Decision Analysis course

This page links to material I use in my Decision Analysis course, with MSc students at the Department of Business Administration, at University of Namur.

Assignment: Two-sided Marketplace Design

Select an existing non-Internet-based service, which performs the matching of supply and demand on a two-sided market.

Design a system which runs on the Internet and could perform (better?) matching of supply and demand in that market.

Rules:

Among the data which you collect, it is neccesary to have interview transcripts of at least 2 supply side participants, 2 demand side participants, 2 professional brokers.

The requirements specification needs to include information about each role’s expectations, costs, and benefits at present (as-is), information about each role’s future costs and benefits, when the solution to requirements is in use. The specification needs to describe the differences between as-is and to-be situations.

The solution specification needs to include at least specifications of the following:

– business model of the business which would own and operate the solution,

– how the service is currently delivered (as-is service processes),

– how the service will be delivered via the system (to-be service processes),

– how the software would work for (interact with) its users;

– go to market strategy for the solution.

Milestones:

1. Create a group and select a two-sided market – deadline: lecture 2 – email me your choice, including a short description of the supply and demand, and of why it is a two-sided market;

2. List of interviewees – deadline: lecture 3 – email me the list of interviewees, and for each their first and last name, email and/or phone, and company/organization they work for;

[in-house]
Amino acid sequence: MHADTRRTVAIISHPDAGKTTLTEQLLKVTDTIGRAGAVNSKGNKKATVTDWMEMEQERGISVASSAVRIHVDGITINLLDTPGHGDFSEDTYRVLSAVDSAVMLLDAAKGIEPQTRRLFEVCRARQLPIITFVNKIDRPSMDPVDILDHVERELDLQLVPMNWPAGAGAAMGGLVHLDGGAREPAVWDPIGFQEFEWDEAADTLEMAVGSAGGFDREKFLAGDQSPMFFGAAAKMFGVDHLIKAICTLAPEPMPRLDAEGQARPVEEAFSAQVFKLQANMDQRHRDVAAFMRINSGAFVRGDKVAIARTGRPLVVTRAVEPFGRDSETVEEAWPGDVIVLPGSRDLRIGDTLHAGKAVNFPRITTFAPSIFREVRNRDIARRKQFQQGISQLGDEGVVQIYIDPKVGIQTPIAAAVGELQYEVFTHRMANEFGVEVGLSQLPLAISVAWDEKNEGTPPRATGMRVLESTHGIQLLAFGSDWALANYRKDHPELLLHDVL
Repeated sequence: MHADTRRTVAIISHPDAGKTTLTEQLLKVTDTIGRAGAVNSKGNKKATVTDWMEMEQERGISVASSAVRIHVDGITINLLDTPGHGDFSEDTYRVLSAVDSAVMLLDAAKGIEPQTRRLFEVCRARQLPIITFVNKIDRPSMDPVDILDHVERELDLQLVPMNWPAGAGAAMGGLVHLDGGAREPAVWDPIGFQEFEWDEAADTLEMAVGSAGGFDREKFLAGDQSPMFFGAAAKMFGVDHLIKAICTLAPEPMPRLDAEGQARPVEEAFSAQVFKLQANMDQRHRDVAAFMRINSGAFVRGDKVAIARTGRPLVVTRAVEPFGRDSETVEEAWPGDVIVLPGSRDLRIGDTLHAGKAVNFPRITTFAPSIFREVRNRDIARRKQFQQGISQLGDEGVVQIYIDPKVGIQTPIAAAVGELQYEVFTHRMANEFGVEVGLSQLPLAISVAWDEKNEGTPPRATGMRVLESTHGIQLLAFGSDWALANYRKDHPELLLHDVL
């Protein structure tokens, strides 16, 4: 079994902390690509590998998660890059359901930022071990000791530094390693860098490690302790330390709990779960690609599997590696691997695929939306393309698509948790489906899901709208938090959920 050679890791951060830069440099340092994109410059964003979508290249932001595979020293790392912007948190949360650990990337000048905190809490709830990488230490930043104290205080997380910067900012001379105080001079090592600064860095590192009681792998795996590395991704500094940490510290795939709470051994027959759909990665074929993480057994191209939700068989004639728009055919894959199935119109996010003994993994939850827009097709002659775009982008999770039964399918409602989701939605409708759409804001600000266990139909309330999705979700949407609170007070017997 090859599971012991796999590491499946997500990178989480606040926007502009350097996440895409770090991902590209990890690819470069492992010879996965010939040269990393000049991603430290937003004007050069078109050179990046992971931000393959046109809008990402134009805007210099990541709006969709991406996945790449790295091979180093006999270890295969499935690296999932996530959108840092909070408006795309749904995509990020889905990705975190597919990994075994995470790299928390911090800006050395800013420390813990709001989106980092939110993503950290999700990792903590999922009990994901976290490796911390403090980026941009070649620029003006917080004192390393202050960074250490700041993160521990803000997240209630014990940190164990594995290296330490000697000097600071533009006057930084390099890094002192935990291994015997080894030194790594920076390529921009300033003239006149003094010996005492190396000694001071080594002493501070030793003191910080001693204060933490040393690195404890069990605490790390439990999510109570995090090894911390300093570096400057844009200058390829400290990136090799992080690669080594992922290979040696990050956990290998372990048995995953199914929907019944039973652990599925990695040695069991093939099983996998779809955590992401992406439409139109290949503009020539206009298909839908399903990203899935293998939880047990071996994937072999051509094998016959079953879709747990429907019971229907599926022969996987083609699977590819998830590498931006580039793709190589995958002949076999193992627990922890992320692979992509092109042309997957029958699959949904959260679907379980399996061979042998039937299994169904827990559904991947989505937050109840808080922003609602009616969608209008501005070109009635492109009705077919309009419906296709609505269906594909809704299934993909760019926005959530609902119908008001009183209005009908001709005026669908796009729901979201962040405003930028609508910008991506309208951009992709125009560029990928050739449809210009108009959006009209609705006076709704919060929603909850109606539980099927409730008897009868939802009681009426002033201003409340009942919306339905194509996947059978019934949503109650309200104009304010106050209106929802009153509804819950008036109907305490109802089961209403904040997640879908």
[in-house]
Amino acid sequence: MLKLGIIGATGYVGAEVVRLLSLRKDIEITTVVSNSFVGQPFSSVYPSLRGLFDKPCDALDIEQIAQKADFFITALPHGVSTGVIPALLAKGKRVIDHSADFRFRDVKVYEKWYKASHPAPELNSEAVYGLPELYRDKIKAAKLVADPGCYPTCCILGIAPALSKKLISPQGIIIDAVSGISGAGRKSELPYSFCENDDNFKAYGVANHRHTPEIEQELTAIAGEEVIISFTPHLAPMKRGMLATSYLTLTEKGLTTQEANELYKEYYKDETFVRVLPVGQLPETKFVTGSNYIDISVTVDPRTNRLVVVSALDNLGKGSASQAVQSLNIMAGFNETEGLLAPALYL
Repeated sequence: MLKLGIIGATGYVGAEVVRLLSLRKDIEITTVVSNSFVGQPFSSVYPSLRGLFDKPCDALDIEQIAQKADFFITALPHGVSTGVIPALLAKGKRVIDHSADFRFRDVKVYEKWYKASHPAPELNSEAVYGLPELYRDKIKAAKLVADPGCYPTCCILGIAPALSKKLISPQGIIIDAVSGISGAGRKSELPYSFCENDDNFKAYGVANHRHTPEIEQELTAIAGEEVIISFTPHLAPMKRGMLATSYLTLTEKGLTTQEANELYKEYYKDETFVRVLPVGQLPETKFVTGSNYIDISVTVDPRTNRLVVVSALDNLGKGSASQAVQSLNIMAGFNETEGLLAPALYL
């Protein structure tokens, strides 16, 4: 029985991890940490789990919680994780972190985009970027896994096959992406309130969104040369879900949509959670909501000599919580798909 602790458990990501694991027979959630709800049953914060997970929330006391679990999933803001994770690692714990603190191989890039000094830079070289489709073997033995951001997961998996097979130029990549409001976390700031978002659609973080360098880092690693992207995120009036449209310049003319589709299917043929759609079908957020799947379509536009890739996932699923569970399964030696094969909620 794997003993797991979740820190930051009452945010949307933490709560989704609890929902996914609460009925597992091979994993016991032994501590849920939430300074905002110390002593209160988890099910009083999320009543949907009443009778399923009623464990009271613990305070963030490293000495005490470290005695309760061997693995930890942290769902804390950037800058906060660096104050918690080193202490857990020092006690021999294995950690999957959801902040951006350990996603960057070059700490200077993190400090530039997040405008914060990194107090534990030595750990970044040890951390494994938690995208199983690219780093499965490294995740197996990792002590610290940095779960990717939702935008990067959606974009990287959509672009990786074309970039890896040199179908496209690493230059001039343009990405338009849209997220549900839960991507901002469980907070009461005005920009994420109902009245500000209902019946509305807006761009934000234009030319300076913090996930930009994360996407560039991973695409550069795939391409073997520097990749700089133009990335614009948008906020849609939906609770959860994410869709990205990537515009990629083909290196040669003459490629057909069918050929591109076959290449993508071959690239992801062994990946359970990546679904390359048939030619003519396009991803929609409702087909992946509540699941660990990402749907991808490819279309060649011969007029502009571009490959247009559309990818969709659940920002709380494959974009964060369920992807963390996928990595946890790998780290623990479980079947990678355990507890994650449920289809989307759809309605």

3. Draft requirements specification (both >50% completed) – deadline: lecture 6 (November 8th) – email / share with me the document;

4. Solution concept presentation – at lecture 7 (November 15th) – present draft requirements specification and draft solution specification to the class;

5. Delivery – at last lecture (December 13th) – present final requirements and solution specifications; all interviewees will be invited for the presentations.

Resources to get you started:

– Eisenmann, Thomas, Geoffrey Parker, and Marshall W. Van Alstyne. “Strategies for two-sided markets.” Harvard business review 84.10 (2006): 92. https://wiki.aalto.fi/download/attachments/38374131/van+alstyne+hbr+two-sided+markets.pdf

– Rysman, Marc. “The economics of two-sided markets.” The Journal of Economic Perspectives 23.3 (2009): 125-143. http://accounts.unipg.it/~davide.castellani/teaching/perugia/edi/Rysman_Two-sided_markets_jep.23.3.pdf

– Evans, David S., and Richard Schmalensee. The industrial organization of markets with two-sided platforms. No. w11603. National Bureau of Economic Research, 2005. https://wiki.aalto.fi/download/attachments/38374131/SSRN-id987341.pdf